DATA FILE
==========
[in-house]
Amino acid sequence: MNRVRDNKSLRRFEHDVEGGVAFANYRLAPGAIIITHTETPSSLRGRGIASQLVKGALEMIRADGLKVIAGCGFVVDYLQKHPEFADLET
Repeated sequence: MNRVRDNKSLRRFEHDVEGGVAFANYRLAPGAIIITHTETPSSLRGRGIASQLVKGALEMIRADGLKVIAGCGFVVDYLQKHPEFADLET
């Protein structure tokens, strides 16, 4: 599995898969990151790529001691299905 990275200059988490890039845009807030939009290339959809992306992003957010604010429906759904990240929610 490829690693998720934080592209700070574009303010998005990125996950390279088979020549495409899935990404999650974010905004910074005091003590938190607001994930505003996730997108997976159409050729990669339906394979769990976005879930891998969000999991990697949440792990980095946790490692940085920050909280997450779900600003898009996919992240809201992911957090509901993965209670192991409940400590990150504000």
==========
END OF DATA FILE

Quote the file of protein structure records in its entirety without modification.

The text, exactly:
[in-house]
Amino acid sequence: MNRVRDNKSLRRFEHDVEGGVAFANYRLAPGAIIITHTETPSSLRGRGIASQLVKGALEMIRADGLKVIAGCGFVVDYLQKHPEFADLET
Repeated sequence: MNRVRDNKSLRRFEHDVEGGVAFANYRLAPGAIIITHTETPSSLRGRGIASQLVKGALEMIRADGLKVIAGCGFVVDYLQKHPEFADLET
């Protein structure tokens, strides 16, 4: 599995898969990151790529001691299905 990275200059988490890039845009807030939009290339959809992306992003957010604010429906759904990240929610 490829690693998720934080592209700070574009303010998005990125996950390279088979020549495409899935990404999650974010905004910074005091003590938190607001994930505003996730997108997976159409050729990669339906394979769990976005879930891998969000999991990697949440792990980095946790490692940085920050909280997450779900600003898009996919992240809201992911957090509901993965209670192991409940400590990150504000």